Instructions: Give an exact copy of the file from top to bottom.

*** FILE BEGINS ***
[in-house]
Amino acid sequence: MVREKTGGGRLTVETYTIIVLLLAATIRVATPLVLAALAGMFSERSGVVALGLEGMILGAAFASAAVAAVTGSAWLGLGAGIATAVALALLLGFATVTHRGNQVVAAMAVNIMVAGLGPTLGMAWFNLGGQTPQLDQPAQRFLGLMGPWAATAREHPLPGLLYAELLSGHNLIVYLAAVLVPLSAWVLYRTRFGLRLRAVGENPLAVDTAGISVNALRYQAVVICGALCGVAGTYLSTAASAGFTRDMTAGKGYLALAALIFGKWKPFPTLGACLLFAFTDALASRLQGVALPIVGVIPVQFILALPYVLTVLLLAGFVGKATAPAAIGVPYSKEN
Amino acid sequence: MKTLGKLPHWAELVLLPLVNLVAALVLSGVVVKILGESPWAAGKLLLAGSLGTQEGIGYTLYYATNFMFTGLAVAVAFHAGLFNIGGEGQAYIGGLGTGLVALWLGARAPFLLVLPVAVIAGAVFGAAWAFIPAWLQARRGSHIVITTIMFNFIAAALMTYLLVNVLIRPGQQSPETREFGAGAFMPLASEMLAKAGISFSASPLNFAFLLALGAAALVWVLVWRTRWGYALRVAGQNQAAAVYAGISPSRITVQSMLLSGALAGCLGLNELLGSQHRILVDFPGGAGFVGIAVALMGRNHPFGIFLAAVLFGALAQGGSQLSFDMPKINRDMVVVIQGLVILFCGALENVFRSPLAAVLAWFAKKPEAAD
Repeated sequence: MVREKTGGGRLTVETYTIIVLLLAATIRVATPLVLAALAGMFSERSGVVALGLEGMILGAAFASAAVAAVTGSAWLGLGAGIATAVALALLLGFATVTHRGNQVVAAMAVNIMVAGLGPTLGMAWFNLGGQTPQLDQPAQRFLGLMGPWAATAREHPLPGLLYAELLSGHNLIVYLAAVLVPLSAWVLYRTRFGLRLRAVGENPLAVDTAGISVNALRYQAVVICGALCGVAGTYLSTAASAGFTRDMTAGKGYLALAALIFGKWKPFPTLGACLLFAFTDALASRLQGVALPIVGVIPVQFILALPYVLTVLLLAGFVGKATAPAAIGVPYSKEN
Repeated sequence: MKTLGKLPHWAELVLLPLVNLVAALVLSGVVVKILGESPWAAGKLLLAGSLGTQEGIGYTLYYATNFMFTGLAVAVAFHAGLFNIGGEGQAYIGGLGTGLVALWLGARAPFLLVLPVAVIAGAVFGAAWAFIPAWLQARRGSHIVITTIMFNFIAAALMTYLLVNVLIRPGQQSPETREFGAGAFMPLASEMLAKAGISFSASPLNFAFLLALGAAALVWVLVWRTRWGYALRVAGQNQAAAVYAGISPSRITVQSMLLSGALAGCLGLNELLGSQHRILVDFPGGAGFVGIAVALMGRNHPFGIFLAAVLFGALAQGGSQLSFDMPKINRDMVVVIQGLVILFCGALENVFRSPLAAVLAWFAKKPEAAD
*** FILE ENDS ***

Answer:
[in-house]
Amino acid sequence: MVREKTGGGRLTVETYTIIVLLLAATIRVATPLVLAALAGMFSERSGVVALGLEGMILGAAFASAAVAAVTGSAWLGLGAGIATAVALALLLGFATVTHRGNQVVAAMAVNIMVAGLGPTLGMAWFNLGGQTPQLDQPAQRFLGLMGPWAATAREHPLPGLLYAELLSGHNLIVYLAAVLVPLSAWVLYRTRFGLRLRAVGENPLAVDTAGISVNALRYQAVVICGALCGVAGTYLSTAASAGFTRDMTAGKGYLALAALIFGKWKPFPTLGACLLFAFTDALASRLQGVALPIVGVIPVQFILALPYVLTVLLLAGFVGKATAPAAIGVPYSKEN
Amino acid sequence: MKTLGKLPHWAELVLLPLVNLVAALVLSGVVVKILGESPWAAGKLLLAGSLGTQEGIGYTLYYATNFMFTGLAVAVAFHAGLFNIGGEGQAYIGGLGTGLVALWLGARAPFLLVLPVAVIAGAVFGAAWAFIPAWLQARRGSHIVITTIMFNFIAAALMTYLLVNVLIRPGQQSPETREFGAGAFMPLASEMLAKAGISFSASPLNFAFLLALGAAALVWVLVWRTRWGYALRVAGQNQAAAVYAGISPSRITVQSMLLSGALAGCLGLNELLGSQHRILVDFPGGAGFVGIAVALMGRNHPFGIFLAAVLFGALAQGGSQLSFDMPKINRDMVVVIQGLVILFCGALENVFRSPLAAVLAWFAKKPEAAD
Repeated sequence: MVREKTGGGRLTVETYTIIVLLLAATIRVATPLVLAALAGMFSERSGVVALGLEGMILGAAFASAAVAAVTGSAWLGLGAGIATAVALALLLGFATVTHRGNQVVAAMAVNIMVAGLGPTLGMAWFNLGGQTPQLDQPAQRFLGLMGPWAATAREHPLPGLLYAELLSGHNLIVYLAAVLVPLSAWVLYRTRFGLRLRAVGENPLAVDTAGISVNALRYQAVVICGALCGVAGTYLSTAASAGFTRDMTAGKGYLALAALIFGKWKPFPTLGACLLFAFTDALASRLQGVALPIVGVIPVQFILALPYVLTVLLLAGFVGKATAPAAIGVPYSKEN
Repeated sequence: MKTLGKLPHWAELVLLPLVNLVAALVLSGVVVKILGESPWAAGKLLLAGSLGTQEGIGYTLYYATNFMFTGLAVAVAFHAGLFNIGGEGQAYIGGLGTGLVALWLGARAPFLLVLPVAVIAGAVFGAAWAFIPAWLQARRGSHIVITTIMFNFIAAALMTYLLVNVLIRPGQQSPETREFGAGAFMPLASEMLAKAGISFSASPLNFAFLLALGAAALVWVLVWRTRWGYALRVAGQNQAAAVYAGISPSRITVQSMLLSGALAGCLGLNELLGSQHRILVDFPGGAGFVGIAVALMGRNHPFGIFLAAVLFGALAQGGSQLSFDMPKINRDMVVVIQGLVILFCGALENVFRSPLAAVLAWFAKKPEAAD